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Whitney Williams: Surviving stinging criticism

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WORLD Radio - Whitney Williams: Surviving stinging criticism

A reminder of Christ’s saving grace in light of painful self-reflection


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MARY REICHARD, HOST: Today is Tuesday, January 3rd. Good morning! This is The World and Everything in It from listener-supported WORLD Radio. I’m Mary Reichard.

NICK EICHER, HOST: And I’m Nick Eicher. Commentator Whitney Williams now on how to survive those criticisms that just won’t quit.

AUDIO: [Musical score/rain from Titanic scene]

WHITNEY WILLIAMS, COMMENTATOR: It was a dark and stormy night.

Well, not literally—it was actually a beautiful summer day on the Galveston, Texas coastline. Not too hot, a nice breeze ... My husband, three boys, and I sat on the open-air deck of a large seafood restaurant overlooking tired shrimp boats. But as the sun shone down on us and relaxed vacation vibes wafted through the breeze, a dark storm wreaked havoc in my soul.

Several days earlier, at the beginning of our vacation, I’d received a heaping helping of criticism–several helpings, in fact.

And to be honest, it almost choked me … people being so right about my wrongness. I could have taken it as an opportunity to learn and grow, of course, but instead, I sat there chewing and chewing, sinking further and further into the depths of self-deprecation. “I’m obviously not cut out for this work you’ve given me, Lord.”

“Spit that out!” I imagined Him telling me in that moment, as if I were a little girl who’d just stuck a marble in her mouth.

“Lord?” I questioned, cheeks full.

“Spit it out!” I pictured him saying. “That gristle you’ve been chewing on—that embarrassment you feel … that shame and fear that keeps you standing still … If you want to live, give it to me. Spit it out.”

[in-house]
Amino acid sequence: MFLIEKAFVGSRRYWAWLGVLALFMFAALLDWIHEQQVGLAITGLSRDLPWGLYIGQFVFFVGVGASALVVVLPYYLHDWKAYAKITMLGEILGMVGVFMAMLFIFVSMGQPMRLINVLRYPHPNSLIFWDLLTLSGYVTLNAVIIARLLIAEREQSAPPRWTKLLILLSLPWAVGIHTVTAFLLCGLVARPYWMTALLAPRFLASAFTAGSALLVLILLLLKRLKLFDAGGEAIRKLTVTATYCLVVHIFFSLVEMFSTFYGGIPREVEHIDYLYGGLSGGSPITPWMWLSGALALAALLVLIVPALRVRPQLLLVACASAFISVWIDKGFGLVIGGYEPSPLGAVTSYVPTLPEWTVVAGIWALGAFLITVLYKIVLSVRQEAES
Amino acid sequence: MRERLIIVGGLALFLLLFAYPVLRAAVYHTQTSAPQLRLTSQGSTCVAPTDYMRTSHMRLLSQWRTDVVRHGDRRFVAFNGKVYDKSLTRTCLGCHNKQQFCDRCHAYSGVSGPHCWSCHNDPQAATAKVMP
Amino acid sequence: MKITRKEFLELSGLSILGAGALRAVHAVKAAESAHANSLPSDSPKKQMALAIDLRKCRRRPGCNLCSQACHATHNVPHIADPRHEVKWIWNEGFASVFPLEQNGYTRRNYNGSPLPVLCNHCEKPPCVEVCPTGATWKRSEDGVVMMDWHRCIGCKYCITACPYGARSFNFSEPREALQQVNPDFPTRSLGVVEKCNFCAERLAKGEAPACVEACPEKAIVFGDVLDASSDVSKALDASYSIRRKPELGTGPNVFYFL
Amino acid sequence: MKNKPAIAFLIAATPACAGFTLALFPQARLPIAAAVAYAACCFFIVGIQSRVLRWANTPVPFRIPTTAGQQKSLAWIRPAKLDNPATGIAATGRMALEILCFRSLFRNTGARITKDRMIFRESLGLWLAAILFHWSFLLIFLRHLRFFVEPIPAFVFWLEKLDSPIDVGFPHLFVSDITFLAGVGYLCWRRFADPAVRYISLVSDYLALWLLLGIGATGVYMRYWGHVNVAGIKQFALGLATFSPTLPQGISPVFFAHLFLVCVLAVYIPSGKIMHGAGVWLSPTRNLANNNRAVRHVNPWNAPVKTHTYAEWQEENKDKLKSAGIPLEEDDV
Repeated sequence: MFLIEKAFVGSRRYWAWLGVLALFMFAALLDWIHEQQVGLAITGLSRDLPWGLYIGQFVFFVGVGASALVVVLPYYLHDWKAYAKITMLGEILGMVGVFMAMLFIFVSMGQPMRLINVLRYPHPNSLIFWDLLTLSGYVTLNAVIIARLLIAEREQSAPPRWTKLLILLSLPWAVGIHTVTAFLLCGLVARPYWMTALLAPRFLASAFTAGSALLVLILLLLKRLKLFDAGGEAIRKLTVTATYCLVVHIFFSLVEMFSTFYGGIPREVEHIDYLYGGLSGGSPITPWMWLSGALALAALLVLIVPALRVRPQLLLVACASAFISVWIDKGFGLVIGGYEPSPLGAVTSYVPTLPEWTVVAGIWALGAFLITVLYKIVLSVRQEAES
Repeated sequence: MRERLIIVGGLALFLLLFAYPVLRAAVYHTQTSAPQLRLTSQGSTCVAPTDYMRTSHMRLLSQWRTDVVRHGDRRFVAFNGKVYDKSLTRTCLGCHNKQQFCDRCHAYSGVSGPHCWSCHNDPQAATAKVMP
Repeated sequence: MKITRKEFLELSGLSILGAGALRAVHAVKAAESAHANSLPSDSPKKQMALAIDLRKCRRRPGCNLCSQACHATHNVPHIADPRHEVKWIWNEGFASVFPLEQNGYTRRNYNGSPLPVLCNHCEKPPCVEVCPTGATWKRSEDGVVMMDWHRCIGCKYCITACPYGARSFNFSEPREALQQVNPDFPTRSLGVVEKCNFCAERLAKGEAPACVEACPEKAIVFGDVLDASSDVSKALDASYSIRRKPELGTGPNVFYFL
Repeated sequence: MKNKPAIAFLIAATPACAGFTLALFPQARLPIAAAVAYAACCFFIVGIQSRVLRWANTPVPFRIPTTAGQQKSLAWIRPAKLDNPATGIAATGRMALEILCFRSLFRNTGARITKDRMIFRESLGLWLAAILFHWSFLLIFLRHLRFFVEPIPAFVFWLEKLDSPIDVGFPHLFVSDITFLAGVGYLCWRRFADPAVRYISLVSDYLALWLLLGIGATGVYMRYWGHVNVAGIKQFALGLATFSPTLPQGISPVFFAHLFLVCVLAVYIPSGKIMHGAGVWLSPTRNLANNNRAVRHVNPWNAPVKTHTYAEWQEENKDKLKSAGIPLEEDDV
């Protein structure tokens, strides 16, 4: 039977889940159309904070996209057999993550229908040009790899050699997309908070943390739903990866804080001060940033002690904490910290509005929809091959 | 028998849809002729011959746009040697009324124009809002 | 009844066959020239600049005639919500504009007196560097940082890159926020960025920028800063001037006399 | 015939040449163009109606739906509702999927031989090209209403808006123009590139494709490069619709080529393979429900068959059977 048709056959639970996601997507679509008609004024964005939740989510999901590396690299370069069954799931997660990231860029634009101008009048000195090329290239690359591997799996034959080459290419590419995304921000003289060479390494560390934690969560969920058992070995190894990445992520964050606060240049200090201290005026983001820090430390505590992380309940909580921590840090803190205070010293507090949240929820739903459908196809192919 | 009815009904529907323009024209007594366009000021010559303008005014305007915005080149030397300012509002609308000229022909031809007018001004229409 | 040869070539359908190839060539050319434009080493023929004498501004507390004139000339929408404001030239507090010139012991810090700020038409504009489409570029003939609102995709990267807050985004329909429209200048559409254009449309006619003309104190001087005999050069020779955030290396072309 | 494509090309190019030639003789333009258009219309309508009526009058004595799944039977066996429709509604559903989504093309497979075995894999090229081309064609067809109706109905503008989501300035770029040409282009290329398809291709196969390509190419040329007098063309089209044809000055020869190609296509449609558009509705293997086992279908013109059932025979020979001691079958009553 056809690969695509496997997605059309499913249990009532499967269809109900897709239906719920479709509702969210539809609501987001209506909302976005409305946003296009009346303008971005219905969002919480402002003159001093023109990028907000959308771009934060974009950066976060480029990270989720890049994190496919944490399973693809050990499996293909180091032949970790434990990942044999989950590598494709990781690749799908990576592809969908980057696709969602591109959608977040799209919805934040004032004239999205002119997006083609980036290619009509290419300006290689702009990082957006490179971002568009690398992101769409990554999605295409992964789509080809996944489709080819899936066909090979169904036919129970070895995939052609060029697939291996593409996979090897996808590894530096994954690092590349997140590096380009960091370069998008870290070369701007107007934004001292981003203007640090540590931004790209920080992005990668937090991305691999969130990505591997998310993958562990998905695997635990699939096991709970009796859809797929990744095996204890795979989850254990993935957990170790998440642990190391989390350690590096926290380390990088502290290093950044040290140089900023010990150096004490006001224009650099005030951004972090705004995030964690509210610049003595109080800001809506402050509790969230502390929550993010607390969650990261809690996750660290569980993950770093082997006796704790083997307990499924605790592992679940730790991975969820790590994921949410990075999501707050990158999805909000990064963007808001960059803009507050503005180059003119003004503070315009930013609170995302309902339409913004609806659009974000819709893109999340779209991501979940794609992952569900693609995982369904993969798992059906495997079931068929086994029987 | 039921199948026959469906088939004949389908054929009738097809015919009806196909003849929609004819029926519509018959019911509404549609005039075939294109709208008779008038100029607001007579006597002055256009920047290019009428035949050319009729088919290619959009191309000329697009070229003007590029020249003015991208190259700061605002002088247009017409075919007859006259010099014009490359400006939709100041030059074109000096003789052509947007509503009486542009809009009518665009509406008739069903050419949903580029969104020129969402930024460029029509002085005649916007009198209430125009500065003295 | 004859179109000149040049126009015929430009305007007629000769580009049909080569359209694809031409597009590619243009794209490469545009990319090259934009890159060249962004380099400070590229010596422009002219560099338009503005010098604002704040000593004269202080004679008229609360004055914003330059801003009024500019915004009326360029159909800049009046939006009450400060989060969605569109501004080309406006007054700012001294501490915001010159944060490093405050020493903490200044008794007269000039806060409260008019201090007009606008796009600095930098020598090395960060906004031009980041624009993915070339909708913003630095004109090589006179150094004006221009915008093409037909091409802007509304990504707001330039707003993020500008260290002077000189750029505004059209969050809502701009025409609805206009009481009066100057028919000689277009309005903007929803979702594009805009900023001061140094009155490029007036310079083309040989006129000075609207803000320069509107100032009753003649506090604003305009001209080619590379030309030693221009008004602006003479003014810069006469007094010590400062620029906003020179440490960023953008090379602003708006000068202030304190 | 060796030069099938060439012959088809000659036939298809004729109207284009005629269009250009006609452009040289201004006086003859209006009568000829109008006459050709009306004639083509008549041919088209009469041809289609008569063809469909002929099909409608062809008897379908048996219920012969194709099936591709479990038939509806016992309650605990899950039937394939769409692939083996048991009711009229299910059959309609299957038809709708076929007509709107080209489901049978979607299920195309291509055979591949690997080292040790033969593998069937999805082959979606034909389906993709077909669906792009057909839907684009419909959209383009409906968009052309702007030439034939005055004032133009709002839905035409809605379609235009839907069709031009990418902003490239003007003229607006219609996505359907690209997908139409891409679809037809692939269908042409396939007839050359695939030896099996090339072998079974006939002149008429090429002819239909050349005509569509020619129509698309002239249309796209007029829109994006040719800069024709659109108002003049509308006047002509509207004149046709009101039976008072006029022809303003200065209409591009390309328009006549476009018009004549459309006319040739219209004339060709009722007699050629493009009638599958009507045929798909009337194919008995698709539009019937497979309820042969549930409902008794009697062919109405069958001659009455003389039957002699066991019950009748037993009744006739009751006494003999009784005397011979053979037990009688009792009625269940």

And he held out His hand.

So I did.

I wish I could tell you that that was that. But the thing about Satan is, he doesn’t let you forget your past sins and mistakes, does he? So there I was, sitting in church more than a year later, chewing, once again, on the gristle of criticism, when Jimmy Needham, a pastor at my church, reminded me that the cross has already said the worst possible thing that could be said about me–I was so wretched, God’s Son had to die to make me okay.

In other words, get over it, Whitney.

Picture you’re in line for a strawberry milkshake on the Titanic and someone skips ahead of you, Needham continued in so many words. Oh, you’re ticked. But then, the boat hits an iceberg. Everyone’s running. Leo passes you by and Kate Winslet. Fast forward a bit … you and this line skipper guy, you’ve been saved, you’ve been rescued …

Sermon: And they get you out, they sit you down, they put that nice warm blanket on you, they give you a cup of hot tea, and my question is, after all that, do you give a single rip about your strawberry milkshake? No. We can get over things we think are big when we stare at something bigger, yeah?

Yeah.

Oh, regurgitated criticism, where is your sting in light of my sin and Christ’s saving grace?

TITANIC: Come on, you really gotta hock it back. Get some leverage to it, use your arms. Arc your neck …

I’m Whitney Williams.


WORLD Radio transcripts are created on a rush deadline. This text may not be in its final form and may be updated or revised in the future. Accuracy and availability may vary. The authoritative record of WORLD Radio programming is the audio record.

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